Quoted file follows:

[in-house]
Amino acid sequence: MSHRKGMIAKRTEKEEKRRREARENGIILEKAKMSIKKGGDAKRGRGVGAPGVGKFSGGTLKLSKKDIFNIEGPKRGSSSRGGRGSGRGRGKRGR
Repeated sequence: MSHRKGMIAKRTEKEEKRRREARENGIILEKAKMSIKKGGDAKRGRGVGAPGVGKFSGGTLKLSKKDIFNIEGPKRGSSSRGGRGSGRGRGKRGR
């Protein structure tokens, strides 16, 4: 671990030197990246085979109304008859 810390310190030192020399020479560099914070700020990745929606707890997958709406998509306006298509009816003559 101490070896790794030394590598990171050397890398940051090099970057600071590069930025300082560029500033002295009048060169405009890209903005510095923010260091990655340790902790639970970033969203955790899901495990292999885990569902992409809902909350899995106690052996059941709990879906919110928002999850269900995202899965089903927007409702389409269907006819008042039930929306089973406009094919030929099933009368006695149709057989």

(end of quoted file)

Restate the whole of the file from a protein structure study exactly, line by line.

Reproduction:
[in-house]
Amino acid sequence: MSHRKGMIAKRTEKEEKRRREARENGIILEKAKMSIKKGGDAKRGRGVGAPGVGKFSGGTLKLSKKDIFNIEGPKRGSSSRGGRGSGRGRGKRGR
Repeated sequence: MSHRKGMIAKRTEKEEKRRREARENGIILEKAKMSIKKGGDAKRGRGVGAPGVGKFSGGTLKLSKKDIFNIEGPKRGSSSRGGRGSGRGRGKRGR
């Protein structure tokens, strides 16, 4: 671990030197990246085979109304008859 810390310190030192020399020479560099914070700020990745929606707890997958709406998509306006298509009816003559 101490070896790794030394590598990171050397890398940051090099970057600071590069930025300082560029500033002295009048060169405009890209903005510095923010260091990655340790902790639970970033969203955790899901495990292999885990569902992409809902909350899995106690052996059941709990879906919110928002999850269900995202899965089903927007409702389409269907006819008042039930929306089973406009094919030929099933009368006695149709057989």